Highly addictive game-play
Plenty to see and do
A good combination of RPG and FPS
Game suffers from the occasional bug
Not the best looking game available on the consoles/pc at this time of year
Fallout 4 was released last week (10th November 2015) and I like many, sat eagerly next to my console waiting for that little message to pop up just after midnight letting me know that it was now playable. 3½ hours later, I had lost my wife, my son, my home had been blown away and I had taken on a Deathclaw. In short, I was hooked.
Fallout 4 is an RPG mixed with FPS style mechanics in a vastly open world that’s full of places to explore, different people to meet and most importantly, difficult choices that you have to make. Developed by Bethesda, the game is instantly recognisable, and for fans of the series, easy to get into due to the fact that it’s built on the same engine as The Elder Scrolls: Skyrim, Bethesda’s last open world RPG.
The story takes place in Boston, 200 years after a war over resources ended in nuclear holocaust. With a very similar story to Fallout 3 (albeit reversed) Fallout 4 kicks off with a basic search for your missing son, and gradually evolves into something much more complicated thanks in part to the on-going struggles between several groups that are fighting for control in the region, leaving you the player with the tough choice of who to side with in order to progress. And those choices aren’t easily made, as I found out when I was offered the chance to join the Brotherhood of Steel, a choice I declined due to bad memories from Fallout 3.
As is to be expected with any of Bethesda’s big open-world games, the main story falls short in comparison with the huge number of well-written side quests that you’ll discover as you wander across Boston, or as it is now known, The Commonwealth. I’ve only done one of the missions from the main quest simply because I wanted to explore more of The Commonwealth before hitting the main city. Simple missions can become much more interesting as you notice something else on your journey, or come under attack and have to take shelter in the nearest building, which would then need exploring in case any valuable loot is lurking in the shadows.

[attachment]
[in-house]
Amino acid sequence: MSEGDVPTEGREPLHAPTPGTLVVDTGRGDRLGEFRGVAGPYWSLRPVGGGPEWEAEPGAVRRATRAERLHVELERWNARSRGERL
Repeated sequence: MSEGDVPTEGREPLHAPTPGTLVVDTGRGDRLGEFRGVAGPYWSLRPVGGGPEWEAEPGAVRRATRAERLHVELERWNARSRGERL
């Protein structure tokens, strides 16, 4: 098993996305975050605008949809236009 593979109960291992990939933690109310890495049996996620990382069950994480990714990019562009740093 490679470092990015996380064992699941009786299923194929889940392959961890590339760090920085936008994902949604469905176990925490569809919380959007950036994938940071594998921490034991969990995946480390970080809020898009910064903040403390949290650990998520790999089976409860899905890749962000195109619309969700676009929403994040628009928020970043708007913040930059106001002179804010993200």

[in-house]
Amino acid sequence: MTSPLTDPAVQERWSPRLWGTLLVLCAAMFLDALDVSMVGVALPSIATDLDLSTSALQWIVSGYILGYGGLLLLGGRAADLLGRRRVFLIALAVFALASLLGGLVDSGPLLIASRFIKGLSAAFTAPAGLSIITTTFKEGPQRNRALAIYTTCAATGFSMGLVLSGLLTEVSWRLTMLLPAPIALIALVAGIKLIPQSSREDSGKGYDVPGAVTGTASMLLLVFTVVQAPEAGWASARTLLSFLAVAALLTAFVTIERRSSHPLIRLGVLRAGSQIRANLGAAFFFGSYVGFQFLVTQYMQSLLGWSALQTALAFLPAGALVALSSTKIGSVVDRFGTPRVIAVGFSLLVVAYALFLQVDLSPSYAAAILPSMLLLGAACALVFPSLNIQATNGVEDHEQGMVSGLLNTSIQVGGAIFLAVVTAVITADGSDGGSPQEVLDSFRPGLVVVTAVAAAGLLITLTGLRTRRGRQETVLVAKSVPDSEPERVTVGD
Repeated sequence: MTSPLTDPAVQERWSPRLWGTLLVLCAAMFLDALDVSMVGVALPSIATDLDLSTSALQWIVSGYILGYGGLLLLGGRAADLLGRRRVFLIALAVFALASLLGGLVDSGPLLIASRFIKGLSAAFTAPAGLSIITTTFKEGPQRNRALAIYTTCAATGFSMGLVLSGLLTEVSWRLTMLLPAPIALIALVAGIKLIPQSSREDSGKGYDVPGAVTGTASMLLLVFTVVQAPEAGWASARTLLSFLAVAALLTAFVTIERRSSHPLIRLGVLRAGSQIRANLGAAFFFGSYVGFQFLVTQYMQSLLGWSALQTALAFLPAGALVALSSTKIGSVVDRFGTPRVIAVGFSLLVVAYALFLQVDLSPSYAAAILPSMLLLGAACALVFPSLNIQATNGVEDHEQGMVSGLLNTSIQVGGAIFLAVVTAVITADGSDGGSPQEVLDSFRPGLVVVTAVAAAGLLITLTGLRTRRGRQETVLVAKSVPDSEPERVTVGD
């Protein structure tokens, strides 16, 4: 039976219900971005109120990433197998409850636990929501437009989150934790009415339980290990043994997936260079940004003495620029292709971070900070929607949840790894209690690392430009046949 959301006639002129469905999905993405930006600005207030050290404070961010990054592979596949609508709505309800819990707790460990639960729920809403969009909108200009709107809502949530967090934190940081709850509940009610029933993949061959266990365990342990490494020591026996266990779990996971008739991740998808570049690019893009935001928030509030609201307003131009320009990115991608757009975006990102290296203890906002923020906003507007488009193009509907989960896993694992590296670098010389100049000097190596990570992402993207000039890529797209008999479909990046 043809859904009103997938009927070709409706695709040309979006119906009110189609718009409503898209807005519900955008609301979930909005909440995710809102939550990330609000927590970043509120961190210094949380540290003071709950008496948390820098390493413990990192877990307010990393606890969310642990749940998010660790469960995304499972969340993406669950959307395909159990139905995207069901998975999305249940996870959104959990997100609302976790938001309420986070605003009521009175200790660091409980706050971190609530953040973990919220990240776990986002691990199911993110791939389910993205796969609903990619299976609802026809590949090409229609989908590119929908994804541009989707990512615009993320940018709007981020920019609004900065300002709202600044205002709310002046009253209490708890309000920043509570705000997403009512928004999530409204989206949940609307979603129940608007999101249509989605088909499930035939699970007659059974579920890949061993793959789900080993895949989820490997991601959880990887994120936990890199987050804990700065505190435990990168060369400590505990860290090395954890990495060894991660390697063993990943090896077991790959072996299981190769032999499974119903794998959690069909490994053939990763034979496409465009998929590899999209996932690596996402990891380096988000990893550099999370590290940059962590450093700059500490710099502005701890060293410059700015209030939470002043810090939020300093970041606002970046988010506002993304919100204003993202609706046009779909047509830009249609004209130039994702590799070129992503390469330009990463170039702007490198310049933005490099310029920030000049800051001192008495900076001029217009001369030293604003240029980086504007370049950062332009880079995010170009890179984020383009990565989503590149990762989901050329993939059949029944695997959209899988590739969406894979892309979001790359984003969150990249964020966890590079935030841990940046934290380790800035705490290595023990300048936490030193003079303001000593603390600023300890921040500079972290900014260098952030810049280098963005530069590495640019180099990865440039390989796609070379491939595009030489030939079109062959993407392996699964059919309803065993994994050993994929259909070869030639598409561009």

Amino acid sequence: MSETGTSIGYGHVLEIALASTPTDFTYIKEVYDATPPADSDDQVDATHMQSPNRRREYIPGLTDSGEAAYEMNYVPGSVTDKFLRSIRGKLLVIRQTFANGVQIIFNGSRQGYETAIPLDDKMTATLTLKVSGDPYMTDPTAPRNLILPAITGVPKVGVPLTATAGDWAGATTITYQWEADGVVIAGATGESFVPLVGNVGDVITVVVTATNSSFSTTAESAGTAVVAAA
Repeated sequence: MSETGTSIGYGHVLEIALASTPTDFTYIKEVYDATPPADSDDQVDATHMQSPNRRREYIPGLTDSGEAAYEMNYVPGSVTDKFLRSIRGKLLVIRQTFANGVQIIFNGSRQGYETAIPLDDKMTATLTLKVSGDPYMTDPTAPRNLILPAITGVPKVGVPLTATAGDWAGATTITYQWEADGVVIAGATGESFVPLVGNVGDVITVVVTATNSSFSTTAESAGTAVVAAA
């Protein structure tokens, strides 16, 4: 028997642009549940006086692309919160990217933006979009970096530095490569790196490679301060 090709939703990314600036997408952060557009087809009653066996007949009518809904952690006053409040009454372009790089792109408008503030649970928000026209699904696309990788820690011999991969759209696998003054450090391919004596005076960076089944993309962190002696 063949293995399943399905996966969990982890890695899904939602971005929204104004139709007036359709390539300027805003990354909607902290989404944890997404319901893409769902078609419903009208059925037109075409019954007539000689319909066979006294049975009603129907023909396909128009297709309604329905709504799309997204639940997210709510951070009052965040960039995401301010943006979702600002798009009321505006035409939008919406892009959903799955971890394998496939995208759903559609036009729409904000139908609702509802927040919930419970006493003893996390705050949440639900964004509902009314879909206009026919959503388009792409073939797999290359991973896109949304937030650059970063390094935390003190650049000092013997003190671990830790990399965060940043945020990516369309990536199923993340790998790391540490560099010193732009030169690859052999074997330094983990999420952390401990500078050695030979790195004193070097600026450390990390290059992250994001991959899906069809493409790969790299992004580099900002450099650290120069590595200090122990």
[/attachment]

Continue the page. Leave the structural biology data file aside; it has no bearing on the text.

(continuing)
Fallout 4 is Bethesda’s most diverse world yet, and exploration has its many rewards, with run-down urban areas, menacing dead forests, gloomy fog-infested swamps and the empty radioactive area that is ground zero. But it’s not all doom and gloom, as there are some areas in The Commonwealth that are full of rich colours and hospitable environments, such as the various settlements and farms you stumble on as you journey across the land, that it makes it almost impossible to just focus on the actual story.
As mentioned Fallout 4 boasts a lot more colour than the previous games, (most notably Fallout 3 which used a lot of greys and browns that were mixed in with the constant grey clouds seen overhead), as it shares Fallout: New Vegas’ clear blue skies and adds in a mixture of different weather effects to create something that can vary between looking beautiful, (the sun shining through fog covered trees early in the morning), to outright terrifying (radiation storms that make all the distant shadows look like Deathclaws on the prowl), the attention to detail is amazing. Little things such as raindrops on your visor, clothes getting wet, being able to move items about in your home (this plays havoc with my OCD), the Pip-boy screen changing when you’re inside your power armour and other countless factors build a constantly impressive game.